Four years ago, the first students walked through the doors of Innovation High School in Jersey City, N.J. Although the school was new and unproven, families were applying through the school’s lottery selection system for the chance to send their children to the school because its curriculum focused on S.T.E.A.M. (Science, Technology, Engineering, Arts, Math).
Innovation’s faculty encourage continuous self-assessment among students, teachers and administrators; collaborate to build a sense of ownership and accountability that students have over their education; and maintain adherence to high standards.
That’s why teachers and parents were so proud to celebrate its first graduating class in June of 2018. With a graduation rate of 92 percent (nearly 15 percent higher than surrounding schools in the district), 72 seniors flipped their tassels as they crossed the stage and prepared for the next chapter of their lives. Of those who graduated, 89 percent were accepted to a four-year college with 44 percent earning scholarships and 75 percent receiving some form of financial aid.
“This graduating class was very special to us,” said Dr. Wachera Brown, principal of Innovation High School. “After spending years with these students, they felt like our own children.”
The school attributes its success to a positive school culture that focuses on ensuring that all students have equitable educational opportunities and to its partnership with the Institute for Student Achievement (ISA) and the implementation of its seven-principle approach to teaching and learning.
College Prep Teaching & Learning
One of the principles that undergirds ISA’s approach is every student should receive college preparatory teaching and learning. In order to achieve this goal, Innovation partnered with New Jersey City University (NJCU), a local college located across the street from the high school. Through the partnership, juniors and seniors at Innovation are permitted to take up to eight classes each year at NJCU, with class credits counting for both high school and college credit. As another aspect of this collaboration, students who meet the requirements to attend NJCU after graduation are able to receive a full tuition scholarship. This program provides an opportunity for local students to continue their academic journey, and provides incentives for them to work towards graduation.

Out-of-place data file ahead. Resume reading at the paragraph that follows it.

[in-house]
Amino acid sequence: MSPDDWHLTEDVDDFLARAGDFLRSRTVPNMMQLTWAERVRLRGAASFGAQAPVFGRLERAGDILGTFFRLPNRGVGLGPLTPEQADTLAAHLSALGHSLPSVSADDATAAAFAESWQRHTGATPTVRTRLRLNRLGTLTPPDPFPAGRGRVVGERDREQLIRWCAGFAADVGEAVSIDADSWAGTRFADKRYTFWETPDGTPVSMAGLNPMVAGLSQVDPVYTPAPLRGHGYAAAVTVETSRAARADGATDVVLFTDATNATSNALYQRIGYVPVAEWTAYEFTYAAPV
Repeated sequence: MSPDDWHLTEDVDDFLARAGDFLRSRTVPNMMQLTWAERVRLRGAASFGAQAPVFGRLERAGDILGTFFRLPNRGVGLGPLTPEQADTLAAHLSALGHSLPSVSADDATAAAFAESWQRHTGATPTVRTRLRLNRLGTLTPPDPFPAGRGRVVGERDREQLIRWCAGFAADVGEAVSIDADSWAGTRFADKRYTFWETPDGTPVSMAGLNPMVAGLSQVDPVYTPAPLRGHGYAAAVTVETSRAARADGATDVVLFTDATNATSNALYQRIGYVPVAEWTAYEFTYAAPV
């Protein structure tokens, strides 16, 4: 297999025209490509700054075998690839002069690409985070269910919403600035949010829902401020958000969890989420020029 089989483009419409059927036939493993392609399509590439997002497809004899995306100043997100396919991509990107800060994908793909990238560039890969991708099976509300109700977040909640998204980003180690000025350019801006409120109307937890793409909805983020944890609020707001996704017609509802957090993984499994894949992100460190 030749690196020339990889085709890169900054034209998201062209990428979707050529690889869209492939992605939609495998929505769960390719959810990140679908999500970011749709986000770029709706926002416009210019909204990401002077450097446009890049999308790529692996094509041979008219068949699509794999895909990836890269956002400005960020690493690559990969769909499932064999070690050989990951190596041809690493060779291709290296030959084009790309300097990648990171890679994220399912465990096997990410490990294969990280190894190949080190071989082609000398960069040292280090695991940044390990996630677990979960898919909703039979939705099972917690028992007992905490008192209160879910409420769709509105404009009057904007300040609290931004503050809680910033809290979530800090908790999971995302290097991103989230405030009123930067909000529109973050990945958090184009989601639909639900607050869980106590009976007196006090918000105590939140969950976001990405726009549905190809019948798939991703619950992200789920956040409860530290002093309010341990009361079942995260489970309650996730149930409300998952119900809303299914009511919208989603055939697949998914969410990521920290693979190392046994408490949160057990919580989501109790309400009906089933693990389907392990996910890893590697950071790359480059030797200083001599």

As further preparation for college, Innovation adopted a scheduling system similar to that used in many colleges, where on alternating days students have longer class periods which allow teachers to give in-depth, project-based assignments and students are able to devote more time to their work.
“Students enjoy the block schedule, because it better prepares them for what a college experience is like,” Brown said.
Additionally, Innovation was one of only 100 high schools to be selected to participate in the launch of the pre-Advanced Placement (AP) curriculum, a program run by the College Board to prepare students for the academic rigor of college. This program is designed to provide access to educational opportunities for students who might otherwise be underserved. As part of this extensive course offering, all teachers at Innovation attended training to ensure that their teaching is aligned with state and AP requirements.